Methamphetamine, or meth, is an illegal and highly addictive drug. It is a dangerous and potent man-made chemical and, as with all drugs, a poison that first acts as a stimulant but then begins to systematically destroy the body.

Highly addictive, meth burns up the body’s resources, creating a devastating dependence that can only be relieved by taking more of the drug. The physical and psychological effect cause by meth is highly concentrated, with many users report getting addicted from the first time they use it. Consequently, it is one of the hardest drug addictions to treat and some can die in its grip.

The United Nations Office on Drugs and Crime estimated the worldwide production of amphetamine-type stimulants, which includes methamphetamine, at nearly 500 metric tons a year, with 24.7 million abusers.

Meth creates an artificial pleasure sensation. It does this by mimicking the chemicals that, without drugs, would send pleasurable impulses to the brain. The problem with extended use of meth is that the brain can no longer tell the difference between artificial and natural pleasure signals.

This leads to a destruction of the brain’s natural survival instincts – as it becomes more and more reliant on the fast, “cheap” pleasure impulses sent by the meth. When the brain acts in this manner, dependence to the drug occurs.

When the amphetamines found in meth begin to work their way through the blood stream, it ignores natural chemical messengers associated with positive feelings. The meth user gets the positive feeling, but the brain and nervous system are being short-circuited in the process. Because the body is getting all these artificial good feelings, it shuts down its ability to created positive impulses naturally. When this occurs, the only way for the user to experience anything positive now comes through the use of the meth. This, again, is the process behind and the nature of meth addiction.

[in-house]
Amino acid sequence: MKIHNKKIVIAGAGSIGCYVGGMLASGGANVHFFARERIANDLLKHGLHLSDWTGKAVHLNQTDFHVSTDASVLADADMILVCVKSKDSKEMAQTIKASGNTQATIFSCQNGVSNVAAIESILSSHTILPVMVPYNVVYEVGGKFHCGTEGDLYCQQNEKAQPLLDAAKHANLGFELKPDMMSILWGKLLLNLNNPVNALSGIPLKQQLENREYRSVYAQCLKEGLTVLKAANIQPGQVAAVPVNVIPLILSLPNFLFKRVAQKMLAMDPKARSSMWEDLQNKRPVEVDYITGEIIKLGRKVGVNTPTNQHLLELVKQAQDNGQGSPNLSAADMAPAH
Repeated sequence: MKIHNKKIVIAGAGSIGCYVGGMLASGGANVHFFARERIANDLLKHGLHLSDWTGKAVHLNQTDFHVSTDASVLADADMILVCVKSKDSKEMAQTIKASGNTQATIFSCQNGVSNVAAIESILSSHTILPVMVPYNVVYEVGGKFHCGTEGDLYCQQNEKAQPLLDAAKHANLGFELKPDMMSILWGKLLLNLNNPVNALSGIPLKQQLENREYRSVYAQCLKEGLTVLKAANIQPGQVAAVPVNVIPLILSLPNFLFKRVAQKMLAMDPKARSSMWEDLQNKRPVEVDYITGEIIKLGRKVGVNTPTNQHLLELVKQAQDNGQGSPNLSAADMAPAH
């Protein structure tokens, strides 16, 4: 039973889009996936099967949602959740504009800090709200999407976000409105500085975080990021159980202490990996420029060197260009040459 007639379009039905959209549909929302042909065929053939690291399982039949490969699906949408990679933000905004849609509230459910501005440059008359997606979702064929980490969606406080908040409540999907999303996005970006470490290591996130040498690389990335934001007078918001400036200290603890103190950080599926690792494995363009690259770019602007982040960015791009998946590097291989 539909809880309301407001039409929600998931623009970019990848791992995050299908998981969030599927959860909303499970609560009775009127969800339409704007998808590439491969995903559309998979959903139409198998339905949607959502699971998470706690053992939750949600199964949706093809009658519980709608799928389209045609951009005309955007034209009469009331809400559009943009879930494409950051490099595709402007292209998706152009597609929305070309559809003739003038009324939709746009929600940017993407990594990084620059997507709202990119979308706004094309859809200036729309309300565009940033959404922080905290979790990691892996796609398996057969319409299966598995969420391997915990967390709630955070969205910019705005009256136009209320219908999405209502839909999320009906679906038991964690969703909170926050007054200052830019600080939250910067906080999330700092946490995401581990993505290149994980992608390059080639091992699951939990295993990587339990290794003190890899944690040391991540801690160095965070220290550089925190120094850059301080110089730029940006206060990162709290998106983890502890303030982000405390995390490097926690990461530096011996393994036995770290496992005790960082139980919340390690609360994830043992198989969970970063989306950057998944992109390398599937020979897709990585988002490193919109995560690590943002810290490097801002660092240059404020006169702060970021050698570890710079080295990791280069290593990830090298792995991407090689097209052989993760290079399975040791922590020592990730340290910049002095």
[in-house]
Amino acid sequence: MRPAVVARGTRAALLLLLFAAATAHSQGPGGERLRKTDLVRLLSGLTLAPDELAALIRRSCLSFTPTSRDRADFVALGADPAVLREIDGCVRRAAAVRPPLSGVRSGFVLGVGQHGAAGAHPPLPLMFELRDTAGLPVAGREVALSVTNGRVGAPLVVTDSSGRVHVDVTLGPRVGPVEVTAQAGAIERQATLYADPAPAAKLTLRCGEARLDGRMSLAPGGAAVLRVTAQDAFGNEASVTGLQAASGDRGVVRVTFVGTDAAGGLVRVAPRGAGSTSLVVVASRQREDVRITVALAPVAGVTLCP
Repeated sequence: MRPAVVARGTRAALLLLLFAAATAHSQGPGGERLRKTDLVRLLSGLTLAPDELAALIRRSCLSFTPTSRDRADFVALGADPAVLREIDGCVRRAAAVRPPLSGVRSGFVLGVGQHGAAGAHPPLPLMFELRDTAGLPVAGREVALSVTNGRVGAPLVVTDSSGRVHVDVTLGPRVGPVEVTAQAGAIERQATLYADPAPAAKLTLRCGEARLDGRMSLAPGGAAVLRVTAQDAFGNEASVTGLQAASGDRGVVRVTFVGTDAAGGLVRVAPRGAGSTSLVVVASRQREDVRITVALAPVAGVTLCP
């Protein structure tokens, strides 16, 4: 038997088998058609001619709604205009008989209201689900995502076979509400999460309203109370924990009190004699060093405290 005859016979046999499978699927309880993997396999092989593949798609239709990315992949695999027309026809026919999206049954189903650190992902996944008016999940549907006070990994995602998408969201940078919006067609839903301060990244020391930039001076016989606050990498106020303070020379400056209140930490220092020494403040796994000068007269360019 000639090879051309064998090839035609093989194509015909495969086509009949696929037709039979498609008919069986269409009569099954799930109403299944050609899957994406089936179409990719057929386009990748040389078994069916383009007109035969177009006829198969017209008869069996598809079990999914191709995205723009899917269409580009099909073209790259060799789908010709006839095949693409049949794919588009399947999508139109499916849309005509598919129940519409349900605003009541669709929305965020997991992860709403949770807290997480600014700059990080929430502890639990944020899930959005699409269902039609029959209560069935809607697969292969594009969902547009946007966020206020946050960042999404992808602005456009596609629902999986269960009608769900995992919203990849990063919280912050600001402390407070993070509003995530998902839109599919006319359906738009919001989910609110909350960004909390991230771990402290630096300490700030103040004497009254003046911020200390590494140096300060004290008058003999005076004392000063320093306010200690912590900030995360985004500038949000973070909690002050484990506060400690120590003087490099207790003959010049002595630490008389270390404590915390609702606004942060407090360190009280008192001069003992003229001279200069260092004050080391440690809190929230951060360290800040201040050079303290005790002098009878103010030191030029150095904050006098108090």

The first time an individual uses meth, they experience a very significant “high” off of the drug. This experience becomes hard-coded into the individual’s memory. Now, for the remainder of an individual’s addiction, the brain will be trying to capture the same positive feelings of this first usage

The problem is, NO experience is ever as intense as the first usage. The brain adapts to the drug almost immediately, which means it will require more and more meth each time to try and replicate the initial high. This leads to severe meth addiction as the body tries in vain to make each time like the first time. In the long term, meth use can cause irreversible harm: increased heart rate and blood pressure; damaged blood vessels in the brain that can cause strokes or an irregular heartbeat that can, in turn, cause cardiovascular collapse or death; and liver, kidney and lung damage.

Users may suffer brain damage, including memory loss and an increasing inability to grasp abstract thoughts. Those who recover are usually subject to memory gaps and extreme mood swings.


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